With particular reference to the structure of leveling roller 10, in this embodiment leveling roller 10 comprises a substantially rigid inner drum 12, and an outer conformable layer 14. Conformable layer 14 thus forms a “conformable member” presenting a conformable surface to substrate S, suitable for fixing ink I on a non-planar substrate S. According to possible embodiments, inner layer 12 comprises quartz with thickness of about 3 mm to about 13 mm, while conformable layer 14 substantially comprises a silicone-based elastomer having a conformability from about 20 shore A to about 10 shore A. A thickness of this material of about 1 mm to about 5 mm is suitable for its effective transmissivity of UV radiation. This material also provides a suitably low-friction surface for contact with the substrate S.

A printing or fixing station as described is useful in printing images on the outer surface of corrugated cardboard as is familiar in packaging material. Even though such an outer surface is basically smooth, the underlying corrugated layer at the core of the structure tends to create “waviness” in the outer surface. In commercially-available types of corrugated cardboard, the most commonly used flutes are called B flute, C flute and E flute. The relevant dimensions are as follows: for B flute, the wavelength is nominally ¼″; the measured amplitude of the outer surface waviness is about 0.060 mm, resulting in a peak-to-peak depth range on the outer surface of about 0.120 mm. For C flute, the wavelength is nominally 5/16″; the measured amplitude of the outer surface waviness is about 0.049 mm, resulting in a peak-to-peak depth range on the outer surface of about 0.098 mm. For E flute, the wavelength is nominally ⅛″; the measured amplitude of the outer surface waviness is about 0.037 mm, resulting in a peak-to-peak depth range on the outer surface of about 0.074 mm. Since the leveling roller 10 is conformable to a corrugated or otherwise non-planar surface, the printed ink layer uniformly covers the wavy outer surface of corrugated cardboard without voids in the ink layer in the recesses of the non-planar surface.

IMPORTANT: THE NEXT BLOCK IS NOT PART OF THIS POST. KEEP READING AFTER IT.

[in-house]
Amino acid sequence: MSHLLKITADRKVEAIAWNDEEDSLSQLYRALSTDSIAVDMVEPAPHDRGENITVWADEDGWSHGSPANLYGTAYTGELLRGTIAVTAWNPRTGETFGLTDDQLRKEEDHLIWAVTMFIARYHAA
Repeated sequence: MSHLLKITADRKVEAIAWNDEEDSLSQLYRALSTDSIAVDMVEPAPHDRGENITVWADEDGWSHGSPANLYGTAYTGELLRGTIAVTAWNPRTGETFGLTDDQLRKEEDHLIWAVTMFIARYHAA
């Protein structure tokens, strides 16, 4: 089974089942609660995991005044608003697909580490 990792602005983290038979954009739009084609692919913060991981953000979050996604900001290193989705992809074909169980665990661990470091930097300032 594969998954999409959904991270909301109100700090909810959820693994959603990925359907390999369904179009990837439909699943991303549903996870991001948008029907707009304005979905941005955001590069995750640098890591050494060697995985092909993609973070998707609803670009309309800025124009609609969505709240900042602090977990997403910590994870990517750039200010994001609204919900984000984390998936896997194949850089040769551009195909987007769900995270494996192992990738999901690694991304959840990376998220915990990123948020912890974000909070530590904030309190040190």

As shown in FIG. 1, the ink for printing can be placed on substrate S either directly, as shown by printhead 50 directing ink I onto substrate S upstream of roller 10; or alternatively the ink I can be placed directly on roller 10, such as by printhead 52. A system using printhead 52 is useful for architectures wherein an image is built up in several rotations of roller 10 before transfer to a substrate S. Such a system can also be useful in single pass architectures wherein, after being jetted onto the drum by printhead 52, the ink is immediately transferred to substrate S. In this architecture the smooth surface of a conformable material at a controlled, constant distance from the printhead can enable a high quality image to be printed. This image can then be transferred to a non-planar corrugated surface by the conformable material at much higher quality than would have been possible by jetting the image directly onto the corrugated surface. A temperature sensor 54 of known type can measure the surface temperature of leveling roller 10 just upstream of the nip, the recorded temperature being useful for a control system.

Also shown in FIG. 1 are IR lamps 40, or similar radiation-emitting devices, for pre-heating a substrate S as needed given a particular material set (ink and substrate). Such a lamp could be disposed upstream or downstream of a printhead 50, depending on a given design; and could emit UV light as part of a “tacking” or partial curing step in the printing process.